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Casper group brings flight to young people

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Joe MacGuire

Joe MacGuire and his copilot Skip stand for a photo in front of his plane May 13 at the Casper/Natrona County International Airport.

Joe MacGuire has taken on many roles in his 57 years. Married and a father, the business broker, who sells businesses when owners are ready to retire, also is on the airport board, heavily involved with Rotary Club and is a Wyoming state representative, serving the people of House District 35 in Natrona County.

He also really loves flying — really loves it. His private plane is painted brown and gold, and his dog, Skip, often serves as his copilot. Skip is pure border collie from Kaycee, “and by that I mean pure trouble,” MacGuire said. “He runs the airport, especially this hangar.”

MacGuire is active with the Experimental Aircraft Association Chapter 420 in Casper and its Young Eagles Discovery Flight program, which last year introduced flying to 100 young people. We chatted with him recently on the Casper/Natrona County International Airport grounds about all things aviation and an annual event occurring June 1.

How did you get your interest in flight? It’s lifelong, honestly. My dad, John, flew his whole life and was on the airport board out here forever, and he and my mom took me up in their plane when I was just a baby. When I was a kid, I had the run of the airport out here, riding my bike for miles on the ramps, in and out of the buildings. It was a great way to grow up. As I got older, maybe somebody would need the grass cut or a plane washed, and they’d take me up for a ride when I was finished.

Tell us about the Young Eagles program. See all these fences here? Kids these days don’t have the chances to just be out there around planes and flying the way I did. So for a day (Saturday), 7 to 11 a.m., the Young Eagle Flights will take young people ages 8 to 17 up free of charge in numerous aircraft, including a 1928 Ford Trimotor. The flights are first come, first served. We start with free pancakes, bacon and coffee from 7 until we run out of food. Last year, we cooked more than a hundred pounds of bacon. They’ll get to tour the FAA Air Traffic Control Tower, fire station and the Wyoming Veterans Museum while they’re out here. Maybe it will give them an interest in some kind of aviation career. The Wyoming Air National Guard is bringing in a C-130 that the young people can see up close. For more information about the Young Eagles program, people can go to The activities on June 1 begin at the Good Warbird Museum, Hangar 1, 8220 Fuller St., two blocks north of the terminal.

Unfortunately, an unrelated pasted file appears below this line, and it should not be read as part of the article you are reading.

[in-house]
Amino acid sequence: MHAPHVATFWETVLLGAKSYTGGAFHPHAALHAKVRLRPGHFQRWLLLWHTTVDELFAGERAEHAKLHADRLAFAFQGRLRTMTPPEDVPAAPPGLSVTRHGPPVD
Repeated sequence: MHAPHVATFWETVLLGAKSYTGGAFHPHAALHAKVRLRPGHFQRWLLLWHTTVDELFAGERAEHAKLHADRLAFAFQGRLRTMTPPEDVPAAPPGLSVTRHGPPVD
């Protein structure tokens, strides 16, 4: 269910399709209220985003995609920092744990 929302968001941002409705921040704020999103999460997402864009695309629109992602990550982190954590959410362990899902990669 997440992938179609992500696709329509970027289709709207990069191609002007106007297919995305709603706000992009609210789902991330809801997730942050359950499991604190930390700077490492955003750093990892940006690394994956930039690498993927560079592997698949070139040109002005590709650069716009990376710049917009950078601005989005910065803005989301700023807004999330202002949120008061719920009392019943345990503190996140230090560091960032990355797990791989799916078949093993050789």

Grown-ups can fly too? Yes, the Trimotor will offer rides from Thursday afternoon through Sunday, June 2. The price is $72 for adults and $52 for children when purchased online at

There is so much more to this airport than the commercial terminal people use. Can you briefly explain the history? The history of the airport starts Dec. 7, 1941. Casper city leaders took the four-day train ride to Washington, D.C., to ask “what can we do to help (the war effort)?” In what seems nearly incredible today, the Casper Air Base was up and running in six months’ time. All five hangars, all the infrastructure, everything was ready in an astounding amount of time. And it’s been preserved, for the most part, just beautifully. Of the 12 air bases located throughout the country at that time, this is the best kept and the most intact, and the airport board and others are intent on keeping it that way. There was a time when the board needed money and individual buildings were sold (Our Lady of Fatima Church, barracks that are now duplexes in north Casper), but that time has passed.

Follow community news editor Sally Ann Shurmur on Twitter @WYOSAS


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Community news editor

Sally Ann Shurmur arrived at the Star-Tribune to cover sports two weeks after graduating from the University of Wyoming and now serves as community news editor. She was raised in Laramie and is a passionate fan of Cowboys football, food and family.

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